He’s Still an Arse – Resolved

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I brought this up with my therapist this week and she came up instantly with the bleeding obvious that I hadn’t thought of.

The relief that I feel is that I made the right decision to leave him with or without the alcohol. Whether or not he would have stopped drinking if I hadn’t left we will never know but leaving him was the right decision regardless.

It simply validates my decision and hence the relief. But I couldn’t work that out for myself.

 

I Want to Change

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My oh my, what has got into me? That’s the second “I want” statement in a week.

I’ve been here before with the wanting to make changes in my life but not finding the energy or simply not feeling up to it. Maybe it’s different this time, maybe it isn’t. But . let’s go with it.

Carl Rogers talks about the client becoming a more fluid acceptant person. I am static and have been for a number of years. Maybe (again with the maybe) that was a necessary pause while I started to process my childhood and relationships and to decide where I’m going.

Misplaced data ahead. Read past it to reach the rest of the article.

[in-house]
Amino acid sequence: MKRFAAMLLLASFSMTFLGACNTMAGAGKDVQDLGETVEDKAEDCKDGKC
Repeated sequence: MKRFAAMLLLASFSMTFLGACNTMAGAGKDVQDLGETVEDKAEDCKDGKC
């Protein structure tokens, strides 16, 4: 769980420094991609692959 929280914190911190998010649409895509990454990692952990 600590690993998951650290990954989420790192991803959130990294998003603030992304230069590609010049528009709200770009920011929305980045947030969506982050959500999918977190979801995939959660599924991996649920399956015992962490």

If so this pause of some ten years has enabled me to learn to live independently, to function as a single adult, run a household, be a parent, bring up children without any other support, learn to accept an autistic diagnosis for 2son, accept that 3son is not in a best place and may never be. I learned to trust 1son and accept him as a friend, as a fully-fledged adult of whom I am very proud. 4son has grown up from a baby into an incredibly wise young man who possibly needs to learn to loosen up a bit more but is someone whose company I enjoy and whose maturity I can rely on. I’ve gone from volunteering to being self employed with a variety of part time jobs that have kept me entertained but I’m now getting bored of. I’ve learned to say no. The jobs have served their purpose in allowing me to earn while still being around for my children and it’s time that I moved on to something more fulfilling for me on a personal level (and preferably on a financial one).